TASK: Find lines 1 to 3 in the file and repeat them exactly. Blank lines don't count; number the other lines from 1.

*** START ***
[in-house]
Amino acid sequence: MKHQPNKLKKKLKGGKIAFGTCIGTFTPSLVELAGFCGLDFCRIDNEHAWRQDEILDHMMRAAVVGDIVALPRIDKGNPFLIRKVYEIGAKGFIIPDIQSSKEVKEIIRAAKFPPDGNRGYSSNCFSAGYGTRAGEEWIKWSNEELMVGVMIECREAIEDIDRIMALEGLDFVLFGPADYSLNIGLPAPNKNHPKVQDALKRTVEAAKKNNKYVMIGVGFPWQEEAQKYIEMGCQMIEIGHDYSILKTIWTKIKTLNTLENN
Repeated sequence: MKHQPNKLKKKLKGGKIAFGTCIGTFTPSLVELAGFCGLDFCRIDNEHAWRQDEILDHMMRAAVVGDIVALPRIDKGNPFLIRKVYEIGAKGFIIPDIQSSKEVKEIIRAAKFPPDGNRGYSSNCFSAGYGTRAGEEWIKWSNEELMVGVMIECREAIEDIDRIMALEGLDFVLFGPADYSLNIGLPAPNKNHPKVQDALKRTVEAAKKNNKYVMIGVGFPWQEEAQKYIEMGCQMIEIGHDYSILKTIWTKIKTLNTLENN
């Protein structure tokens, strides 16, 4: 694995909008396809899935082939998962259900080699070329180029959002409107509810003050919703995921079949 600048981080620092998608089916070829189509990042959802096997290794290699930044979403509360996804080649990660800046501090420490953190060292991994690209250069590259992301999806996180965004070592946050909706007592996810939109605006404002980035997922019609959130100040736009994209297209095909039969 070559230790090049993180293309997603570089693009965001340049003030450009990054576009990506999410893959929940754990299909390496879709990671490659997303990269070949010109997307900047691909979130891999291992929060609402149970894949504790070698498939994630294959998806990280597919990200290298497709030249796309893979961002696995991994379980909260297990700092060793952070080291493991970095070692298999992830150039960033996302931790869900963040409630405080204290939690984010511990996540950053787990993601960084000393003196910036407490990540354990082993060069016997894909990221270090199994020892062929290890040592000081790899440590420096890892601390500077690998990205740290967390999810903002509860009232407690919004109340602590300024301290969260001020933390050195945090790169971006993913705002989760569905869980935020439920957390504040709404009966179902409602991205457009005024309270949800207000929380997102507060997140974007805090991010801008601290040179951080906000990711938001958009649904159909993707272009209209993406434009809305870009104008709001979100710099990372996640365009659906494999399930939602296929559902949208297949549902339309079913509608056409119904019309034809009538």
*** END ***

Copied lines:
[in-house]
Amino acid sequence: MKHQPNKLKKKLKGGKIAFGTCIGTFTPSLVELAGFCGLDFCRIDNEHAWRQDEILDHMMRAAVVGDIVALPRIDKGNPFLIRKVYEIGAKGFIIPDIQSSKEVKEIIRAAKFPPDGNRGYSSNCFSAGYGTRAGEEWIKWSNEELMVGVMIECREAIEDIDRIMALEGLDFVLFGPADYSLNIGLPAPNKNHPKVQDALKRTVEAAKKNNKYVMIGVGFPWQEEAQKYIEMGCQMIEIGHDYSILKTIWTKIKTLNTLENN
Repeated sequence: MKHQPNKLKKKLKGGKIAFGTCIGTFTPSLVELAGFCGLDFCRIDNEHAWRQDEILDHMMRAAVVGDIVALPRIDKGNPFLIRKVYEIGAKGFIIPDIQSSKEVKEIIRAAKFPPDGNRGYSSNCFSAGYGTRAGEEWIKWSNEELMVGVMIECREAIEDIDRIMALEGLDFVLFGPADYSLNIGLPAPNKNHPKVQDALKRTVEAAKKNNKYVMIGVGFPWQEEAQKYIEMGCQMIEIGHDYSILKTIWTKIKTLNTLENN